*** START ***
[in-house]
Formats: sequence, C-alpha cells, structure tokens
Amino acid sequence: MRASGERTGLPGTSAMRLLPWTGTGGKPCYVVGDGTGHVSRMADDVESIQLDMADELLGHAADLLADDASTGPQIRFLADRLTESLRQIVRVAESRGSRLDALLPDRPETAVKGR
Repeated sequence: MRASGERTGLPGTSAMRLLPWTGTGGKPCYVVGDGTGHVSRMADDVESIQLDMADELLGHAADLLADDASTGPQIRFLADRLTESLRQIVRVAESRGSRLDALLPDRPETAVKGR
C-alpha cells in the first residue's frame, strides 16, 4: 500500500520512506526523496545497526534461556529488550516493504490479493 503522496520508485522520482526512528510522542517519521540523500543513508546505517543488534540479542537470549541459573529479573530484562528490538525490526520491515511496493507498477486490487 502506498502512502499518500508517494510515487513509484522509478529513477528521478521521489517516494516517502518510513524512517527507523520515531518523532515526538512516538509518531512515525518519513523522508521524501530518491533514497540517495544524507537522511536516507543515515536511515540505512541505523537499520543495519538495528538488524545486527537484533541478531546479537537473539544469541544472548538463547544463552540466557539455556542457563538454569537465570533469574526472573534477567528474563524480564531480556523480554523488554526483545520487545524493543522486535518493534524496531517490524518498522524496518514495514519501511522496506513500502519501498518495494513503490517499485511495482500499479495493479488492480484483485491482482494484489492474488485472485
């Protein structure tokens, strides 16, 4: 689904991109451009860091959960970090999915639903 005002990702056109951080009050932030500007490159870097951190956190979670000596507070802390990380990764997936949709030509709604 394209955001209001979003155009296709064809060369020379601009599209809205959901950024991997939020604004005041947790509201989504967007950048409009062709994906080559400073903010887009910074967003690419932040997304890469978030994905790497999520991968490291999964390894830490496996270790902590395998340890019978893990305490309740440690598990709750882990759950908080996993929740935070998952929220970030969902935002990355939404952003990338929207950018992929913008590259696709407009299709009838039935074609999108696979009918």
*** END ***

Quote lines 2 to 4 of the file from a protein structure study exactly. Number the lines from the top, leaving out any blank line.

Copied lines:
Formats: sequence, C-alpha cells, structure tokens
Amino acid sequence: MRASGERTGLPGTSAMRLLPWTGTGGKPCYVVGDGTGHVSRMADDVESIQLDMADELLGHAADLLADDASTGPQIRFLADRLTESLRQIVRVAESRGSRLDALLPDRPETAVKGR
Repeated sequence: MRASGERTGLPGTSAMRLLPWTGTGGKPCYVVGDGTGHVSRMADDVESIQLDMADELLGHAADLLADDASTGPQIRFLADRLTESLRQIVRVAESRGSRLDALLPDRPETAVKGR